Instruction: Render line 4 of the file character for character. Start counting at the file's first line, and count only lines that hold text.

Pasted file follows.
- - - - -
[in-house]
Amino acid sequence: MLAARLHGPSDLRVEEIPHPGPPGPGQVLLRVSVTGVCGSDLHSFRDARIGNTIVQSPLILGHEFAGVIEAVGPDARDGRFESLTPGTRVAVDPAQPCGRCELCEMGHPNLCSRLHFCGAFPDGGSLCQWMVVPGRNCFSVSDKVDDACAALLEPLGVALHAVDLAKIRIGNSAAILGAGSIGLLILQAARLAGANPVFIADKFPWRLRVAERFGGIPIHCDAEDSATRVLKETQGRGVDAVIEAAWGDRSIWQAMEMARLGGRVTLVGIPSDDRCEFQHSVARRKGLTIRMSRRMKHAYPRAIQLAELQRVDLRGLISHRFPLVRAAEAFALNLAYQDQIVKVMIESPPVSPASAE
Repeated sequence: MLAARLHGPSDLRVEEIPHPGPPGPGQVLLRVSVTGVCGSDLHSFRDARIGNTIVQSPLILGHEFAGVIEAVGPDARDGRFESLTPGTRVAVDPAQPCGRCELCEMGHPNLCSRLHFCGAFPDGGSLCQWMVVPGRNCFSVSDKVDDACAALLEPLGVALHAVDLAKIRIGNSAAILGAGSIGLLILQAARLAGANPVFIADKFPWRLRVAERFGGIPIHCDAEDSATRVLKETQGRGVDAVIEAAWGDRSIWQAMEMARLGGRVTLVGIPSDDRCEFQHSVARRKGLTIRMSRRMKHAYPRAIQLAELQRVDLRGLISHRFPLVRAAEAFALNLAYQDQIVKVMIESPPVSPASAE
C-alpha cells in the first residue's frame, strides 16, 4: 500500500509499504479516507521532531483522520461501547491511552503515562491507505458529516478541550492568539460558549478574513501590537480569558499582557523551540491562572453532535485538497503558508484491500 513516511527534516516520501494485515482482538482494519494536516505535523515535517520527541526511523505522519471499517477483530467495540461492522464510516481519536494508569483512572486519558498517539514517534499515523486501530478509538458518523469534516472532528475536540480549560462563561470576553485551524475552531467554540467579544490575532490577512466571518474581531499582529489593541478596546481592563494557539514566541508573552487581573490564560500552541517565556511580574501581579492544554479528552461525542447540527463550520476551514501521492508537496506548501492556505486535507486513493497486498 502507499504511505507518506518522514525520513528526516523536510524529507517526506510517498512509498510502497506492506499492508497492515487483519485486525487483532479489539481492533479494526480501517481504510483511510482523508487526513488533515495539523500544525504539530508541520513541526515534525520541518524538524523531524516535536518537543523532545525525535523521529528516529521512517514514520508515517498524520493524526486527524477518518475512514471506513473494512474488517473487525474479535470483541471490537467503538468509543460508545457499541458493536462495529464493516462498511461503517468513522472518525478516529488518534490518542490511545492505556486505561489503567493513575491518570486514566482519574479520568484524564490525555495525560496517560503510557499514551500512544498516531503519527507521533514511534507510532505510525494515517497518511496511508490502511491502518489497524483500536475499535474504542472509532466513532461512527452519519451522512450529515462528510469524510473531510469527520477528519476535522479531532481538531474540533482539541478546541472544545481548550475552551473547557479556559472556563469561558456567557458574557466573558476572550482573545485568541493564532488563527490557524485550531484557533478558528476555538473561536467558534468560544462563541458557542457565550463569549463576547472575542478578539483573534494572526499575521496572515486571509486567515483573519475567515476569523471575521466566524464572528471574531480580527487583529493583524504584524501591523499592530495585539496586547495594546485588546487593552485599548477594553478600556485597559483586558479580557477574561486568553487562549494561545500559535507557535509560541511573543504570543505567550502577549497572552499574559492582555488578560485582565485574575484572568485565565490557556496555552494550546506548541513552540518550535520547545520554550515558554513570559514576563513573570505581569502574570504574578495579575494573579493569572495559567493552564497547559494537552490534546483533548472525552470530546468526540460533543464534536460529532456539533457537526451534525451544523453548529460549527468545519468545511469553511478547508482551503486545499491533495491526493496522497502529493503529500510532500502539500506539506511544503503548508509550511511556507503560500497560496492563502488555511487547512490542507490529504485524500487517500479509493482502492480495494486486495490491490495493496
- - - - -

C-alpha cells in the first residue's frame, strides 16, 4: 500500500509499504479516507521532531483522520461501547491511552503515562491507505458529516478541550492568539460558549478574513501590537480569558499582557523551540491562572453532535485538497503558508484491500 513516511527534516516520501494485515482482538482494519494536516505535523515535517520527541526511523505522519471499517477483530467495540461492522464510516481519536494508569483512572486519558498517539514517534499515523486501530478509538458518523469534516472532528475536540480549560462563561470576553485551524475552531467554540467579544490575532490577512466571518474581531499582529489593541478596546481592563494557539514566541508573552487581573490564560500552541517565556511580574501581579492544554479528552461525542447540527463550520476551514501521492508537496506548501492556505486535507486513493497486498 502507499504511505507518506518522514525520513528526516523536510524529507517526506510517498512509498510502497506492506499492508497492515487483519485486525487483532479489539481492533479494526480501517481504510483511510482523508487526513488533515495539523500544525504539530508541520513541526515534525520541518524538524523531524516535536518537543523532545525525535523521529528516529521512517514514520508515517498524520493524526486527524477518518475512514471506513473494512474488517473487525474479535470483541471490537467503538468509543460508545457499541458493536462495529464493516462498511461503517468513522472518525478516529488518534490518542490511545492505556486505561489503567493513575491518570486514566482519574479520568484524564490525555495525560496517560503510557499514551500512544498516531503519527507521533514511534507510532505510525494515517497518511496511508490502511491502518489497524483500536475499535474504542472509532466513532461512527452519519451522512450529515462528510469524510473531510469527520477528519476535522479531532481538531474540533482539541478546541472544545481548550475552551473547557479556559472556563469561558456567557458574557466573558476572550482573545485568541493564532488563527490557524485550531484557533478558528476555538473561536467558534468560544462563541458557542457565550463569549463576547472575542478578539483573534494572526499575521496572515486571509486567515483573519475567515476569523471575521466566524464572528471574531480580527487583529493583524504584524501591523499592530495585539496586547495594546485588546487593552485599548477594553478600556485597559483586558479580557477574561486568553487562549494561545500559535507557535509560541511573543504570543505567550502577549497572552499574559492582555488578560485582565485574575484572568485565565490557556496555552494550546506548541513552540518550535520547545520554550515558554513570559514576563513573570505581569502574570504574578495579575494573579493569572495559567493552564497547559494537552490534546483533548472525552470530546468526540460533543464534536460529532456539533457537526451534525451544523453548529460549527468545519468545511469553511478547508482551503486545499491533495491526493496522497502529493503529500510532500502539500506539506511544503503548508509550511511556507503560500497560496492563502488555511487547512490542507490529504485524500487517500479509493482502492480495494486486495490491490495493496